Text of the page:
We also quickly noticed that most vehicles seem to come in standard-issue gray. Why this is, I cannot tell you. I have an aversion to gray cars; now I own one. All the parking lots are filled with little gray cars, making it difficult to determine which one is ours. When we looked at a cute little Nissan model that was a metallic blue I wanted to immediately buy it just for the color, never mind that it was not in our price range and larger than would be manageable in medieval town centers. Reason won out over aesthetics reluctantly.

Bryan's job was to examine the vehicle, something he has long experience with. Mine was to do all the talking. Mind you, I know squat about cars, even in English. Suddenly I found myself thrust into the world of engine size, kilometers per liter, and power options, all in Italian. I asked about previous accidents, if the cars had always been in Anzio (salt air is corrosive, I've learned), and whether the car would come with a warranty. When we finally found the right car at the right price, I had to do the negotiating, while poor Bryan stood by smiling and gesturing and forking over the deposit money.

Bryan and the Ford Fiesta

Our new-to-us car is just a tad smaller than my grandissima Cordoba. Our used Ford Fiesta will get us where we want to go without having to wait for the masochistic regional bus drivers to take us there. We are now free to move about the country as we please! Or, at the very least, to go into Anzio on our own schedule. We have been exploring areas previously out of reach, such as the beautiful Circeo National Park and have searched for a place to call home more permanently.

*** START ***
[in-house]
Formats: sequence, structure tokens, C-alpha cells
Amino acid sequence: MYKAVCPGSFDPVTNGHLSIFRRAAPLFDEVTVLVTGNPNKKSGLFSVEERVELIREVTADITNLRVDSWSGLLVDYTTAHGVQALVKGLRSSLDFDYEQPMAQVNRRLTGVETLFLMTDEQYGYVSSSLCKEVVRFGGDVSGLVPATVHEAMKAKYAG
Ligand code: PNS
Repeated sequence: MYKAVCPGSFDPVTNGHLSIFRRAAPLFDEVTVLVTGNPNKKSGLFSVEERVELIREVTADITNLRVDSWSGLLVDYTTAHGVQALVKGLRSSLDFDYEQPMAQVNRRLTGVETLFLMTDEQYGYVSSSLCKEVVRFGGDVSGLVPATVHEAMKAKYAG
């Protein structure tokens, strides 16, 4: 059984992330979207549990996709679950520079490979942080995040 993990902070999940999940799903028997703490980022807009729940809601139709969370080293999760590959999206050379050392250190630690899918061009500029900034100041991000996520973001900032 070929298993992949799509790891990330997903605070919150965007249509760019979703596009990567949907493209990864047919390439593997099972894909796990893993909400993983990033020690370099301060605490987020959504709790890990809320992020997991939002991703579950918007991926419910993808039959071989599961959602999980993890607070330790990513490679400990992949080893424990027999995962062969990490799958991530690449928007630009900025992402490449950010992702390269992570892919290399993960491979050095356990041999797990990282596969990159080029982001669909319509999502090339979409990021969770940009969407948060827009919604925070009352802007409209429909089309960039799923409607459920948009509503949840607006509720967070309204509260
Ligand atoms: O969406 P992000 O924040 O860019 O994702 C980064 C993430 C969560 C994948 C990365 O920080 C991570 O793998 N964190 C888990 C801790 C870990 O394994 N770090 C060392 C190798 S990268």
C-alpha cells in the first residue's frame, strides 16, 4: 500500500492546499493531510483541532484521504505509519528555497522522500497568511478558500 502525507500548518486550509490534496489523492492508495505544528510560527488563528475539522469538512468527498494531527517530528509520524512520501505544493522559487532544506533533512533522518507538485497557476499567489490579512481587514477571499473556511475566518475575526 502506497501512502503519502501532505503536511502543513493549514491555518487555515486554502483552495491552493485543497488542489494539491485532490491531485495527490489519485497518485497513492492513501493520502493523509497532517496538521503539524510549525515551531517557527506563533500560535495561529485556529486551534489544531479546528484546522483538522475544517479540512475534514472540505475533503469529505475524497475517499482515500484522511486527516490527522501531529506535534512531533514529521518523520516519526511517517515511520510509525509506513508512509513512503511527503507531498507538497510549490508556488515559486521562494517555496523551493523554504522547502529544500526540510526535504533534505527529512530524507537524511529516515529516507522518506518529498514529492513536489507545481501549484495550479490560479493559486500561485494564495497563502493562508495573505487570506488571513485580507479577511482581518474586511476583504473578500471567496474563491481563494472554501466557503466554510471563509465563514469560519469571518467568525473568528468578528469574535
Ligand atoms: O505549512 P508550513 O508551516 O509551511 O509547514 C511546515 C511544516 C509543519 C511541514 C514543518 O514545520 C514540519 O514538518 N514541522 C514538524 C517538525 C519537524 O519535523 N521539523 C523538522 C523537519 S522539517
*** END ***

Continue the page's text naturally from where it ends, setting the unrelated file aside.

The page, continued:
This prize is not without its little drawbacks. Because we happen to be living in a beach resort during the peak of tourist season, finding a parking spot is no easy feat. Cars line the streets, the parks, and are frequently double-parked in town. They park on sidewalks and in front of gates. We have already procured for ourselves our first Italian parking ticket, after circling the centro for a good twenty minutes without finding a single open spot anywhere, we put the thing into an open spot that wasn't striped for parking. We had to go to the municipal police and shell out 35 euro for our little no-no.

The other issue is that I have a great paura of driving in Italy, or at least around here, since most of the residents are Romani who drive with complete abandon and inattention. Cars, motorini, little old ladies on bicycles all swerve about and enter roadways without a sideways glance rendering the streets an obstacle course. It's enough to give me heart palpitations. I've driven successfully in Tuscany, but that is completely different. Here I must close my eyes and hope for the best - not an action to be performed while behind the wheel. I'll wait until we travel to a more-tranquil place, or drive when we go in campagna. Bryan, on the other hand, thinks it very sporting to drive in Italy and looks at it as an engaging pastime. He relishes the narrow medieval streets where we must pull in the mirrors to clear the buildings, the steeper the better. Thrill-seeker.

The whole experience was relatively easy and we're pleased with the macchina. With our little car we again feel like teenagers with new-found freedom. But we have a lot more exotic places than Cincinnati to visit. Road trip anyone?

Valerie Schneider is a freelance writer, who lived in New Mexico for twenty years before trading the high desert for the medieval hill towns of Italy in May, 2006. She is a regular contributor to Slow Travel, pens travel agency newsletters, and has written for Arthur Frommer’s Budget Travel. She and her husband, Bryan, currently reside in Ascoli Piceno where they conduct small-group tours called Panorama Italy. Read more on her blog, 2 Baci in a Pinon Tree. See Valerie's Slow Travel Member page.

© Valerie Schneider, 2006